Drugs Re: Last Weekend on Drugs
posted by August 18 at 14:43 PMon
I totally agree with Dom: Hempfest is a good—no, great—thing. We should be proud that every year 100,000 people gather in the middle of this city, right under the windows of a newspaper overseen by the DEA’s useful idiots, to openly smoke pot, and that thousands of joints are distributed—free—to the crowd while the police look on. It is a giant challenge—an enormous fuck you, actually—to our idiotic drug laws and, again, to the useful idiots that do so much to preserve the status quo. The folks openly smoking pot at Hempfest call to mind the folks that marched for gay rights way back when gay people could still be arrested for declaring their homosexuality publicly. The pot smokers at Hempfest are brave and necessary and sometimes a little embarrassing, yes, just like some of the folks at the gay rights marches were (and are) embarrassing. But they’re gonna change things—hell, they already have.
But I also agree with Brendan, in as much as I go out of my way to avoid Hempfest. But it’s not the dirty hippies that bother me—and you do realize, hippy-bashers, that the hippies were right about pretty much everything?—it’s the… smoke. Being at Hempfest means moving through a cloud of second-hand pot smoke all day long. And guess what? Pot smoke isn’t pleasant. It stinks. It’s nasty. Inhaling other people’s pot smoke may be a little less unpleasant, I suppose, than inhaling other people’s cigarette smoke. But not by a lot. So I prefer to smoke pot in places that immediately revert to a smoke-free environments just as soon as I’m high. I’d rather not get high in a crowd of folks creating a constant cloud of second-hand pot smoke (and cigarette smoke too), thanks.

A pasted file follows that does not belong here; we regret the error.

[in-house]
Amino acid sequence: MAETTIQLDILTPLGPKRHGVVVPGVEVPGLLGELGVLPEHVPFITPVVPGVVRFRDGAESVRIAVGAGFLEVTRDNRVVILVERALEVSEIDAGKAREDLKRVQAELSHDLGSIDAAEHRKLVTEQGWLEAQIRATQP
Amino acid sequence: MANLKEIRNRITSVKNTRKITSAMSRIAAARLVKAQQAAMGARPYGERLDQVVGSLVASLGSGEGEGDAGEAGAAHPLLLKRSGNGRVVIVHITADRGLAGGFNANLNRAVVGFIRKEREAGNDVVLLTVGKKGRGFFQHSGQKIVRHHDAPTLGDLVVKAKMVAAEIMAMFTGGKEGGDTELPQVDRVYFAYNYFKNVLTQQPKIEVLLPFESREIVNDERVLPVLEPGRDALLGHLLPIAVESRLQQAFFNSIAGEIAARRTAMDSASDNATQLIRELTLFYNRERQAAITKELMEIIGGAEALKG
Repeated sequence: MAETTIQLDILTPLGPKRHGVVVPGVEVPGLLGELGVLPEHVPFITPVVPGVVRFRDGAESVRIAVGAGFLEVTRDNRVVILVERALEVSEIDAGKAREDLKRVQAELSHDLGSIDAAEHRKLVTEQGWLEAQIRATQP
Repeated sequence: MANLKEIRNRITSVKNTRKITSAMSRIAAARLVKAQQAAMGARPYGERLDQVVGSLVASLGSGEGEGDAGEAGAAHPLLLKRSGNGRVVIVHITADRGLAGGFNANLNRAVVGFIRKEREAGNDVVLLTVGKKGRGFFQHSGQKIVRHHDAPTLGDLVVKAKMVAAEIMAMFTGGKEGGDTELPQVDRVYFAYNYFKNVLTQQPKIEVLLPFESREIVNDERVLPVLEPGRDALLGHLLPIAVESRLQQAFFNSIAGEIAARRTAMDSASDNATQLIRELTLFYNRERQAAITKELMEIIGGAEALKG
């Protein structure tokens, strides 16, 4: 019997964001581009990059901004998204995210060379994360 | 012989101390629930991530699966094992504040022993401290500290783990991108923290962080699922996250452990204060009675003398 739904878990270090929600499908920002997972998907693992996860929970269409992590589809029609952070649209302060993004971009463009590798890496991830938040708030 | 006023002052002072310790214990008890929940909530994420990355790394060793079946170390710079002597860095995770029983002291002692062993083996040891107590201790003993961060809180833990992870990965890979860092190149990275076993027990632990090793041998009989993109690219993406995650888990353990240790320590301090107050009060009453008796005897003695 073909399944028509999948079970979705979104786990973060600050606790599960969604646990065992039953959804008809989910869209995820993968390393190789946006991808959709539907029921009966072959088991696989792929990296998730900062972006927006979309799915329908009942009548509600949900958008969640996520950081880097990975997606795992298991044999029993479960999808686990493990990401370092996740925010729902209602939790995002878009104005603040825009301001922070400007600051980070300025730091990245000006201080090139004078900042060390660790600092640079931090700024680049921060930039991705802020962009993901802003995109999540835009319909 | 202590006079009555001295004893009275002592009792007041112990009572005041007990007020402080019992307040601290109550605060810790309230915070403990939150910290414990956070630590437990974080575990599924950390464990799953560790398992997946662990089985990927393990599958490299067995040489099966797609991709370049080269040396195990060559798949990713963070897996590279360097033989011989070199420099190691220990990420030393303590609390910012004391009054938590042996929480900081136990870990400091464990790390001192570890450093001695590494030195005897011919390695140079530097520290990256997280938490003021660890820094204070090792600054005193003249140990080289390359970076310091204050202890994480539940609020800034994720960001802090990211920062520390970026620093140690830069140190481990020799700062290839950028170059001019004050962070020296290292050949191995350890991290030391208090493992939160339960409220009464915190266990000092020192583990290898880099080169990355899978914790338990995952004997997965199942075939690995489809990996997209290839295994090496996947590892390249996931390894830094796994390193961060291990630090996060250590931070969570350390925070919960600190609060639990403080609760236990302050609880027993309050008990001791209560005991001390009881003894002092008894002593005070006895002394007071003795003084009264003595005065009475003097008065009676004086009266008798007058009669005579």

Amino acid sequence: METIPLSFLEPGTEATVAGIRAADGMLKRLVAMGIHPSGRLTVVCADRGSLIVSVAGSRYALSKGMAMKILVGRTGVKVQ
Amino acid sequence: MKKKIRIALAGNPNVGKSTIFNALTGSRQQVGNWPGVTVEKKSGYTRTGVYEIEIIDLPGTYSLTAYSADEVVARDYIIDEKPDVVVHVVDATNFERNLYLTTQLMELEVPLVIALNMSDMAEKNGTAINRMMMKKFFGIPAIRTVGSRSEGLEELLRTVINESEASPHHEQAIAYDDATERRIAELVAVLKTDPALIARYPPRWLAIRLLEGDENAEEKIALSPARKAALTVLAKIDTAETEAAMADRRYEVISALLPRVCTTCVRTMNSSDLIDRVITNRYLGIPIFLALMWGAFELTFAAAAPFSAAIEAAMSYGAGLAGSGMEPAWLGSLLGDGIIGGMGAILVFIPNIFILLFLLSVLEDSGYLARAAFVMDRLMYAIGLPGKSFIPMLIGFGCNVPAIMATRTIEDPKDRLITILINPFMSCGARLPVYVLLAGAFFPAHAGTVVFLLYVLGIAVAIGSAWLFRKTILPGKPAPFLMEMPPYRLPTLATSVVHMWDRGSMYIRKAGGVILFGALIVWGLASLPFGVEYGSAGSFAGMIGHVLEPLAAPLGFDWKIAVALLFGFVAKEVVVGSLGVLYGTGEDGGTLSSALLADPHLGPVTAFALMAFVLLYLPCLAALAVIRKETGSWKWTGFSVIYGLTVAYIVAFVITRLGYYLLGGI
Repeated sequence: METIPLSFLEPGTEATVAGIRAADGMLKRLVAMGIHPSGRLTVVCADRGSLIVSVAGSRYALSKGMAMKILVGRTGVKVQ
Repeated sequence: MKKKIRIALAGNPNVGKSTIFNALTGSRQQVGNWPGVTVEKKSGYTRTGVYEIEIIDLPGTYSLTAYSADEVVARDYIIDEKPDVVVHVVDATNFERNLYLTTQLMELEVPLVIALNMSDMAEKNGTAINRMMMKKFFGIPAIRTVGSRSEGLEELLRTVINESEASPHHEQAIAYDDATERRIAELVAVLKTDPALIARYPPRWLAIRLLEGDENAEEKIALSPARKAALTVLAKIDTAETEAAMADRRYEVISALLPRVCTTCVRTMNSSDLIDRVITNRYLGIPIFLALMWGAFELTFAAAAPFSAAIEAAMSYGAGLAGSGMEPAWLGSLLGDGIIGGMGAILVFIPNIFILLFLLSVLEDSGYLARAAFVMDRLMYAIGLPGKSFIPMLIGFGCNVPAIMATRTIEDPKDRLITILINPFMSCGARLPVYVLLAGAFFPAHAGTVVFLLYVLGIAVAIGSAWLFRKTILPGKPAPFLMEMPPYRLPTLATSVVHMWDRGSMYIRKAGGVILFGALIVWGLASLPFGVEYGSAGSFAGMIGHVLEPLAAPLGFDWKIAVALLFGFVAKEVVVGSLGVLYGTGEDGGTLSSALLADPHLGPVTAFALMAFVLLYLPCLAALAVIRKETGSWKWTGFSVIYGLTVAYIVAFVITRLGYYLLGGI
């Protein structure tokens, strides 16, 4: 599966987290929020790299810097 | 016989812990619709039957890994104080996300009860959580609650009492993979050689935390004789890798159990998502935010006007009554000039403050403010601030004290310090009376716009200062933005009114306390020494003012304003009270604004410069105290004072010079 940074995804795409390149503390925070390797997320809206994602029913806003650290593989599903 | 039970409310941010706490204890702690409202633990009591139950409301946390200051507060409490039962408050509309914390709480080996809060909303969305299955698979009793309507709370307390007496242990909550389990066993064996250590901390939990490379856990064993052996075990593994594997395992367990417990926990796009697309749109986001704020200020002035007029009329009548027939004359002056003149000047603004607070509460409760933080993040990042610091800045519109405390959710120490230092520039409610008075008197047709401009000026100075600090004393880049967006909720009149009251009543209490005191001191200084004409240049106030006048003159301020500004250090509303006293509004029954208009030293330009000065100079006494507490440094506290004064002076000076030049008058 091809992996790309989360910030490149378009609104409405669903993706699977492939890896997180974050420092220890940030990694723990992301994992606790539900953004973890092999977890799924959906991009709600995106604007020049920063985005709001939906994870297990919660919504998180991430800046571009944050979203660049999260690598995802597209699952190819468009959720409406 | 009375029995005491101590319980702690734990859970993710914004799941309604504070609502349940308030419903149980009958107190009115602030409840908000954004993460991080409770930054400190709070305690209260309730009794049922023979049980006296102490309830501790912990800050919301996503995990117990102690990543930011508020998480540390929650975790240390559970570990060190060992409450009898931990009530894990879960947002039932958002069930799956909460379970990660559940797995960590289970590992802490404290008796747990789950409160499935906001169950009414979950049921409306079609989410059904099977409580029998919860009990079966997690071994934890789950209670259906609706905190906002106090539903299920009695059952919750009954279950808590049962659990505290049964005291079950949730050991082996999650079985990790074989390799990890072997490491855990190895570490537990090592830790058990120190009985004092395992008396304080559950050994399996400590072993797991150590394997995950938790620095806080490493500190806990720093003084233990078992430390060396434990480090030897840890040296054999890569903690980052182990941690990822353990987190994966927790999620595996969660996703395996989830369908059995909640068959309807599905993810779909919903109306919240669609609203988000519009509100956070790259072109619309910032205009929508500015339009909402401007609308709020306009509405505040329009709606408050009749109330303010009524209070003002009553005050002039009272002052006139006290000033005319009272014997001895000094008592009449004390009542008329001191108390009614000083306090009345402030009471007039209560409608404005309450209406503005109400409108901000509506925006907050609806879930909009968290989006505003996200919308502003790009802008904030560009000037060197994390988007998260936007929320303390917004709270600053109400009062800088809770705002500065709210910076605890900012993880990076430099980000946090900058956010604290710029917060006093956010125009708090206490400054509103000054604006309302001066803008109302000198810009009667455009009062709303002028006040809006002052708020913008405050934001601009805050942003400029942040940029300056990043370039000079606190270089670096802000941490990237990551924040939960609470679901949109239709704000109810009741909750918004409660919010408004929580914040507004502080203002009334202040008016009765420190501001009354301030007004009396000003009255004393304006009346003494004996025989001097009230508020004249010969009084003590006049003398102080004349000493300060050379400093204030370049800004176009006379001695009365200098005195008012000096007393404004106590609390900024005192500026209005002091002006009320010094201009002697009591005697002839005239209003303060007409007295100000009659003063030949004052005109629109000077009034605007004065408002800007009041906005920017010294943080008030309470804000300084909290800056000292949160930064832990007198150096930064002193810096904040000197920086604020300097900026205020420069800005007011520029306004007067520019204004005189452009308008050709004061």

Another Hempfest disconnect: I’ve always gotten the feeling—induced or enhanced by the pot perhaps—that Hempfest isn’t an entirely safe place for a gay person to let down his guard. There’s are just too many punchy, stoned, agro teenage boys from Bremerburibotheltan in the crowd for me to relax. Oh, and the music is too loud, I don’t enjoy being in big crowds, and I hate having to stand in line for food, water, and toilets.
But as a pot smoker who supports Hempfest’s goals while pretty much loathing the Hempfest experience, I have to say that I absolutely love Brendan’s idea about a little Hempfest counter-programming—but instead of thinking of counter-programming as anti-Hempfest, we should view it—and promote it—as way for those of us who believe in Hempfest’s goals but don’t enjoy the Hempfest experience to show our support. I love the idea of a bunch of people gathering at SAM—or Alki or the Pacific Science Center or Pike Place Market or the Downtown Library or all of the above—and, at a prearranged time, smoking up in solidarity with the throngs at Hempfest. Then, once everyone is good and baked we can put away the pot, the air will quickly clear, and we can proceed to enjoy the art—or the beach or the laser light show or the food stalls or the stacks—in our stoned states, making our pro-stoner statement.
We could think of this counter-programming as Hempfest satellites, mini Hempfest actions taking place all over town, and create them specifically to target the folks turned off by sun- and pot-baked teenagers, marijuana-leaf leis, tie-dye, and reggae.
It’s a great idea, Brendan, let’s do it.